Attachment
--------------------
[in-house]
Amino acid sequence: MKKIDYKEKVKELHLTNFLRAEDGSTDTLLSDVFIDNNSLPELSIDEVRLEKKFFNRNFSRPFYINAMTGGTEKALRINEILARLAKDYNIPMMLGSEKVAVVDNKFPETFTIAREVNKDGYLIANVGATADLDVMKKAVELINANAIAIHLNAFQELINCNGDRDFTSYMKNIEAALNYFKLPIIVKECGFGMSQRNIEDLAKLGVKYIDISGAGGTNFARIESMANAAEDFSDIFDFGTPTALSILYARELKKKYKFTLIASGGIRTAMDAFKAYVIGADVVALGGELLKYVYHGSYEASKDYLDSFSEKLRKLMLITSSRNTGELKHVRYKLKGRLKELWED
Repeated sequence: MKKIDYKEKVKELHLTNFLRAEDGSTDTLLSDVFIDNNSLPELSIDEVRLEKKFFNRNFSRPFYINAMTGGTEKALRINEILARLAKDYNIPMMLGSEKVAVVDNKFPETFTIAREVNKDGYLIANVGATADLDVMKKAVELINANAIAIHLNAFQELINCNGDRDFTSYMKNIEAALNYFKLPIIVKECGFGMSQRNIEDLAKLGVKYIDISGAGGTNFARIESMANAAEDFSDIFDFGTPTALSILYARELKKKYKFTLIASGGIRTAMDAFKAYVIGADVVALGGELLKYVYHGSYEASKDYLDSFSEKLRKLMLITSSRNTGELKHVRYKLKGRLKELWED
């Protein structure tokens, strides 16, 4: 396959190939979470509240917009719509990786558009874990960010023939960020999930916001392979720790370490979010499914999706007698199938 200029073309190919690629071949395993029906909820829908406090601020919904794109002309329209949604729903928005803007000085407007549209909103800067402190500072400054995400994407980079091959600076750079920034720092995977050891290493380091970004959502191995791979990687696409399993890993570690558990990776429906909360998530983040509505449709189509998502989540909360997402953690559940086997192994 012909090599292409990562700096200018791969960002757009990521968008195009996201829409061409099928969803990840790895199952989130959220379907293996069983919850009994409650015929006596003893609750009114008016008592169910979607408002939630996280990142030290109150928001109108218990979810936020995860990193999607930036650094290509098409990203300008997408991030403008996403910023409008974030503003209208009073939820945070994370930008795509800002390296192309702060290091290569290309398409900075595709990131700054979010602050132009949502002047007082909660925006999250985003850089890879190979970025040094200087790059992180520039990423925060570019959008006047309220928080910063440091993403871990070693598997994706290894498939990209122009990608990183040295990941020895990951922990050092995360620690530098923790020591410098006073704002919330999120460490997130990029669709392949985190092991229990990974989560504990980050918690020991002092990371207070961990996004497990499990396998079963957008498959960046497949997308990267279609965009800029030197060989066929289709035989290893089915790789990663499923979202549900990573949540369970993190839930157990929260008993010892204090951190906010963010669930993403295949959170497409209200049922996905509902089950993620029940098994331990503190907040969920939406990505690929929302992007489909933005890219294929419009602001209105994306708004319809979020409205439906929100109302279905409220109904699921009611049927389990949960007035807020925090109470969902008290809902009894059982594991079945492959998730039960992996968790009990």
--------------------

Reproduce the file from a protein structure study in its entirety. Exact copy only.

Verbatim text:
[in-house]
Amino acid sequence: MKKIDYKEKVKELHLTNFLRAEDGSTDTLLSDVFIDNNSLPELSIDEVRLEKKFFNRNFSRPFYINAMTGGTEKALRINEILARLAKDYNIPMMLGSEKVAVVDNKFPETFTIAREVNKDGYLIANVGATADLDVMKKAVELINANAIAIHLNAFQELINCNGDRDFTSYMKNIEAALNYFKLPIIVKECGFGMSQRNIEDLAKLGVKYIDISGAGGTNFARIESMANAAEDFSDIFDFGTPTALSILYARELKKKYKFTLIASGGIRTAMDAFKAYVIGADVVALGGELLKYVYHGSYEASKDYLDSFSEKLRKLMLITSSRNTGELKHVRYKLKGRLKELWED
Repeated sequence: MKKIDYKEKVKELHLTNFLRAEDGSTDTLLSDVFIDNNSLPELSIDEVRLEKKFFNRNFSRPFYINAMTGGTEKALRINEILARLAKDYNIPMMLGSEKVAVVDNKFPETFTIAREVNKDGYLIANVGATADLDVMKKAVELINANAIAIHLNAFQELINCNGDRDFTSYMKNIEAALNYFKLPIIVKECGFGMSQRNIEDLAKLGVKYIDISGAGGTNFARIESMANAAEDFSDIFDFGTPTALSILYARELKKKYKFTLIASGGIRTAMDAFKAYVIGADVVALGGELLKYVYHGSYEASKDYLDSFSEKLRKLMLITSSRNTGELKHVRYKLKGRLKELWED
């Protein structure tokens, strides 16, 4: 396959190939979470509240917009719509990786558009874990960010023939960020999930916001392979720790370490979010499914999706007698199938 200029073309190919690629071949395993029906909820829908406090601020919904794109002309329209949604729903928005803007000085407007549209909103800067402190500072400054995400994407980079091959600076750079920034720092995977050891290493380091970004959502191995791979990687696409399993890993570690558990990776429906909360998530983040509505449709189509998502989540909360997402953690559940086997192994 012909090599292409990562700096200018791969960002757009990521968008195009996201829409061409099928969803990840790895199952989130959220379907293996069983919850009994409650015929006596003893609750009114008016008592169910979607408002939630996280990142030290109150928001109108218990979810936020995860990193999607930036650094290509098409990203300008997408991030403008996403910023409008974030503003209208009073939820945070994370930008795509800002390296192309702060290091290569290309398409900075595709990131700054979010602050132009949502002047007082909660925006999250985003850089890879190979970025040094200087790059992180520039990423925060570019959008006047309220928080910063440091993403871990070693598997994706290894498939990209122009990608990183040295990941020895990951922990050092995360620690530098923790020591410098006073704002919330999120460490997130990029669709392949985190092991229990990974989560504990980050918690020991002092990371207070961990996004497990499990396998079963957008498959960046497949997308990267279609965009800029030197060989066929289709035989290893089915790789990663499923979202549900990573949540369970993190839930157990929260008993010892204090951190906010963010669930993403295949959170497409209200049922996905509902089950993620029940098994331990503190907040969920939406990505690929929302992007489909933005890219294929419009602001209105994306708004319809979020409205439906929100109302279905409220109904699921009611049927389990949960007035807020925090109470969902008290809902009894059982594991079945492959998730039960992996968790009990």